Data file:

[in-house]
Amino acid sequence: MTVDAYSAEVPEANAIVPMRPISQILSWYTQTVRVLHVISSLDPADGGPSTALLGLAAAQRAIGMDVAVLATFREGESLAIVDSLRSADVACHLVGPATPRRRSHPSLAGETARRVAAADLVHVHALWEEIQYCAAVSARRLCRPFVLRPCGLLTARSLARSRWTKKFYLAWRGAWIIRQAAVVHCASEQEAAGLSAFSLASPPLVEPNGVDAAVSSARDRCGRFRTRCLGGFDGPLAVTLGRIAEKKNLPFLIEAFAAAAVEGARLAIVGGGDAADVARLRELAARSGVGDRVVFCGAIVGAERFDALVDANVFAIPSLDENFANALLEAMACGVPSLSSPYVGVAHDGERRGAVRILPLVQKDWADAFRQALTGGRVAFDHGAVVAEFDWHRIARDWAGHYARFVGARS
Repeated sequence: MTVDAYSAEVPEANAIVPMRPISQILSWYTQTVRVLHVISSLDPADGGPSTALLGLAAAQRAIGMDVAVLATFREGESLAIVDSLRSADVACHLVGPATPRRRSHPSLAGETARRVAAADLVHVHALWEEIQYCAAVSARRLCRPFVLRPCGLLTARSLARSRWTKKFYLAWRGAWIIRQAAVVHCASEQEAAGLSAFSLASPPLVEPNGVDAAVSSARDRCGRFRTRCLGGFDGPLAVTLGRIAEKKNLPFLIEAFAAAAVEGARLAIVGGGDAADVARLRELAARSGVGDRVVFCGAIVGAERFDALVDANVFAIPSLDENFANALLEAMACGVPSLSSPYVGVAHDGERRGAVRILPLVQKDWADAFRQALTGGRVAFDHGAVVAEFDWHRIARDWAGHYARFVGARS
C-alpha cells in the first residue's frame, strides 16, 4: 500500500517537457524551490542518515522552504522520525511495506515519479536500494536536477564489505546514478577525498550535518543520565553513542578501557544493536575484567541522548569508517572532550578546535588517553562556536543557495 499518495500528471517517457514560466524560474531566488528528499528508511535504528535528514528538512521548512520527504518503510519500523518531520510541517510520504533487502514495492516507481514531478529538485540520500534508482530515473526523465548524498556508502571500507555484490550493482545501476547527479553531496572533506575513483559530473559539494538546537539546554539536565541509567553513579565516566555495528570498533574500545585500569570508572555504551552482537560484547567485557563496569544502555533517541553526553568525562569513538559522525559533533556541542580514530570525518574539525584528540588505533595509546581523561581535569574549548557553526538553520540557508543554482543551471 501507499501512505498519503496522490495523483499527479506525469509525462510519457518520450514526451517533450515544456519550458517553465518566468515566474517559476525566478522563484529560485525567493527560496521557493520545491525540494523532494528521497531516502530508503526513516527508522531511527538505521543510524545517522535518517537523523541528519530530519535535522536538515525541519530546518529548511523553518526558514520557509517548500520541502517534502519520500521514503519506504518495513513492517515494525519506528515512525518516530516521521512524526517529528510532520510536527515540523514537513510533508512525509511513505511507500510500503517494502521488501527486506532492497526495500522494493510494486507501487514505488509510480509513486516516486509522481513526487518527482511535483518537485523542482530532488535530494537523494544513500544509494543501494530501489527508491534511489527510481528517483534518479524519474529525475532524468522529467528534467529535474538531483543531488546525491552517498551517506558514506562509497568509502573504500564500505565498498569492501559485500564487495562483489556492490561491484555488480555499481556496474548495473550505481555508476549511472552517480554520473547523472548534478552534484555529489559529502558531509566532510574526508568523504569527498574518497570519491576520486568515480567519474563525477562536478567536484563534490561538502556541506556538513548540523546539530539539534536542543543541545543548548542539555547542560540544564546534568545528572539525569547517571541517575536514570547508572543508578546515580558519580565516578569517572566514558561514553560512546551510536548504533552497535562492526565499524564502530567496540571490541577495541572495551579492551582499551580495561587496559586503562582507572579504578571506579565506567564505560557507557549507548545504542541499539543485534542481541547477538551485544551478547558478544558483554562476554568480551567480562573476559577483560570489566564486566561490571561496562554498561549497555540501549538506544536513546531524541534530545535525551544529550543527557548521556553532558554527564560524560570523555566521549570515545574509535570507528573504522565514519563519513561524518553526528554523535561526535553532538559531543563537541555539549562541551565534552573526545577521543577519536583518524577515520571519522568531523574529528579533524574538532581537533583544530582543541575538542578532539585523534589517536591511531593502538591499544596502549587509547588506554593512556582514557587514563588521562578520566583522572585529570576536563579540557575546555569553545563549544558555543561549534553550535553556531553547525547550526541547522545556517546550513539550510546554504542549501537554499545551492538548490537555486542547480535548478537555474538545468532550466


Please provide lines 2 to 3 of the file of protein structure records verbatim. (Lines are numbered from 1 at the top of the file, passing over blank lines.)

Amino acid sequence: MTVDAYSAEVPEANAIVPMRPISQILSWYTQTVRVLHVISSLDPADGGPSTALLGLAAAQRAIGMDVAVLATFREGESLAIVDSLRSADVACHLVGPATPRRRSHPSLAGETARRVAAADLVHVHALWEEIQYCAAVSARRLCRPFVLRPCGLLTARSLARSRWTKKFYLAWRGAWIIRQAAVVHCASEQEAAGLSAFSLASPPLVEPNGVDAAVSSARDRCGRFRTRCLGGFDGPLAVTLGRIAEKKNLPFLIEAFAAAAVEGARLAIVGGGDAADVARLRELAARSGVGDRVVFCGAIVGAERFDALVDANVFAIPSLDENFANALLEAMACGVPSLSSPYVGVAHDGERRGAVRILPLVQKDWADAFRQALTGGRVAFDHGAVVAEFDWHRIARDWAGHYARFVGARS
Repeated sequence: MTVDAYSAEVPEANAIVPMRPISQILSWYTQTVRVLHVISSLDPADGGPSTALLGLAAAQRAIGMDVAVLATFREGESLAIVDSLRSADVACHLVGPATPRRRSHPSLAGETARRVAAADLVHVHALWEEIQYCAAVSARRLCRPFVLRPCGLLTARSLARSRWTKKFYLAWRGAWIIRQAAVVHCASEQEAAGLSAFSLASPPLVEPNGVDAAVSSARDRCGRFRTRCLGGFDGPLAVTLGRIAEKKNLPFLIEAFAAAAVEGARLAIVGGGDAADVARLRELAARSGVGDRVVFCGAIVGAERFDALVDANVFAIPSLDENFANALLEAMACGVPSLSSPYVGVAHDGERRGAVRILPLVQKDWADAFRQALTGGRVAFDHGAVVAEFDWHRIARDWAGHYARFVGARS